FEBRUARY 7, 2013 — Raisio, Finland, headquartered naval architecture and engineering firm Deltamarin has signed a contract with Malaysia's Bumi Armada, for the basic design of a floating production, storage and offloading (FPSO) unit for EnQuest's Kraken field,, which is located in an area with challenging environmental conditions in the U.K. sector of the North Sea.
Deltamarin had earlier provided Bumi Armada with technical support for the conversion of an existing oil tanker into an FPSO in the Front-End Engineering Design (FEED) phase. The FEED phase included development of a robust FPSO design for the harsh North Sea environment that fullfils the U.K. rules and regulations in all aspects. The purpose was to ensure safe and environmentally sound conversion and operation as well as a design based on cost effective solutions.
Bumi Armada has secured contracts from EnQuest worth $1.4 billion for the bareboat charter and maintenance and operation of the FPSO and has secured an ice-strengthened Suezmax tanker for conversion to an FPSO unit. Both contracts run simultaneously for a fixed
period of eight years, valued with options for 17 annual extensions.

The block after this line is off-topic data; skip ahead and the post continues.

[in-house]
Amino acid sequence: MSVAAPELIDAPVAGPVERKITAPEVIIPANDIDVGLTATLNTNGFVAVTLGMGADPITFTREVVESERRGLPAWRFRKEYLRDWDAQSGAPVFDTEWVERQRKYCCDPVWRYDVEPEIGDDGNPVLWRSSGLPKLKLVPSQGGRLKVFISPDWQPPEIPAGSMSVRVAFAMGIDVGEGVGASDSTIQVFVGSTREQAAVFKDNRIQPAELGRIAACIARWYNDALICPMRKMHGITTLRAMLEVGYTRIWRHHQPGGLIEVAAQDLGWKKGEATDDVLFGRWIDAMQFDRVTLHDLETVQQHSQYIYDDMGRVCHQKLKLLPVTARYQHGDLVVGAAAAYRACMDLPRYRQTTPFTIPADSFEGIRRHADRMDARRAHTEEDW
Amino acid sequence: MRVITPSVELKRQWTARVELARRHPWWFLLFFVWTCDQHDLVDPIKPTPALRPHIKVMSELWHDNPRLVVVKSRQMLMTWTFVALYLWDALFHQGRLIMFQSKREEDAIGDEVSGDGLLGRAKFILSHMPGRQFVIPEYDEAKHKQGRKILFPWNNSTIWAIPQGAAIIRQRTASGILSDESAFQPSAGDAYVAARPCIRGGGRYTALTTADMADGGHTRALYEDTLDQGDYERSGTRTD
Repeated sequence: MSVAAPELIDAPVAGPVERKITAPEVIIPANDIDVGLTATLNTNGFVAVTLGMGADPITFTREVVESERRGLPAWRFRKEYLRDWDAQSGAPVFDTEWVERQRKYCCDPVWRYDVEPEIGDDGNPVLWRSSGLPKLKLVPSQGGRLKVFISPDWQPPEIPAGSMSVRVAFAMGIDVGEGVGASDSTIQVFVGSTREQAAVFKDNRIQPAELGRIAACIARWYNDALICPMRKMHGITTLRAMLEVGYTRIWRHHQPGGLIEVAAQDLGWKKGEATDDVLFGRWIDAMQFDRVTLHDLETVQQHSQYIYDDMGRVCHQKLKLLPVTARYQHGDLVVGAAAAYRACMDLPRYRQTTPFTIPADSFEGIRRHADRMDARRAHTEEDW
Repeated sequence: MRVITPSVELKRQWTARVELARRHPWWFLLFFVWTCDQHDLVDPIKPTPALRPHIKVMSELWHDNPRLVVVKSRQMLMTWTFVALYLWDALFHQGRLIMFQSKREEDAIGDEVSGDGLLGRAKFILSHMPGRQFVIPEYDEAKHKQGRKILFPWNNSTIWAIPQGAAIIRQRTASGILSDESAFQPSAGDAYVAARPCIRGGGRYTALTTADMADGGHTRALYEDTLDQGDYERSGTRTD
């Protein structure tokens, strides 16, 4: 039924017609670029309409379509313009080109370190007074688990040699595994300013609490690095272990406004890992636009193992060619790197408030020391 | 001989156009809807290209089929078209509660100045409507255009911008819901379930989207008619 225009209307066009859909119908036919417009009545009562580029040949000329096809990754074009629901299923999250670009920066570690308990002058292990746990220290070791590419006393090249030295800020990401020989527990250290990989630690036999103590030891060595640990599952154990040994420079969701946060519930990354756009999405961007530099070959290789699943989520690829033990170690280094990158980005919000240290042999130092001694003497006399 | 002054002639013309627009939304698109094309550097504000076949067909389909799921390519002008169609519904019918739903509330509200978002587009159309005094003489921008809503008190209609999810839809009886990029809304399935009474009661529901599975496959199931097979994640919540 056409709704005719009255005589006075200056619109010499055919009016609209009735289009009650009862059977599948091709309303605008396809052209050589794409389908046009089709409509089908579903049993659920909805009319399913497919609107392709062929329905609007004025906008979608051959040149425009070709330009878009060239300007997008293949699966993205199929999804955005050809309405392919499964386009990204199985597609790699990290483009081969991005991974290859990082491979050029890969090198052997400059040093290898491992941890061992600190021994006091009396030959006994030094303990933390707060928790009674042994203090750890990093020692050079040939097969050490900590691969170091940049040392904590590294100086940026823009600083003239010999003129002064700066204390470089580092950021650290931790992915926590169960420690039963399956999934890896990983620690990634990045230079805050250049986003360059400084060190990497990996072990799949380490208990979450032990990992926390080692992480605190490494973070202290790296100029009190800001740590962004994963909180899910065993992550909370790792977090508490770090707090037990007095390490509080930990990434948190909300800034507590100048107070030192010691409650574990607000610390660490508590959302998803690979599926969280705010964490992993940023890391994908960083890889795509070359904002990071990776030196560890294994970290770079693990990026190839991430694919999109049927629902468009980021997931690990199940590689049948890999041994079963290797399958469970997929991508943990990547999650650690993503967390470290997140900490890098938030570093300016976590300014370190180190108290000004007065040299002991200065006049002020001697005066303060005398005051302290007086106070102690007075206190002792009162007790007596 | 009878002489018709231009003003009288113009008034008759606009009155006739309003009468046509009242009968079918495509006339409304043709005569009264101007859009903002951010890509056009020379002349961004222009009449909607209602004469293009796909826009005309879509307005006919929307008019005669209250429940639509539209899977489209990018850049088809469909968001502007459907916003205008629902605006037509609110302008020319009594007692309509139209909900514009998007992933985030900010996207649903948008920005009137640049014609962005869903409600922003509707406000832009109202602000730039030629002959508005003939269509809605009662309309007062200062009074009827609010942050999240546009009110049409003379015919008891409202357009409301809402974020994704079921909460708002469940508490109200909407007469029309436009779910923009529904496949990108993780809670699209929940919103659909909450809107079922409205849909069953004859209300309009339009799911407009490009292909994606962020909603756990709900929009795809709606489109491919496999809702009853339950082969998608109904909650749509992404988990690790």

Deltamarin's present scope of work covers the further development of the FEED phase material into a class approved full basic package including naval architecture, structural and strength analysis, steel outfitting, marine/utility and HVAC, accommodation, HSE and electric & instrumentation.
"This contract further strengthens Deltamarin's position as a recognized offshore oil & gas engineering contractor for owners and operators, delivering safe and reliable vessel designs with high integrity for the harshest offshore environments", says Rami Hirsimäki, Deltamarin's Director, Oil & Gas.
The turret-moored FPSO will have a storage capacity of 600,000 barrels. Main dimensions of the vessel are 285.41 m in length overall and 50 m in breadth.
The total contract value of Deltamarin's basic design work, to be carried out over an estimated period of six months, is around EUR 3.6 million.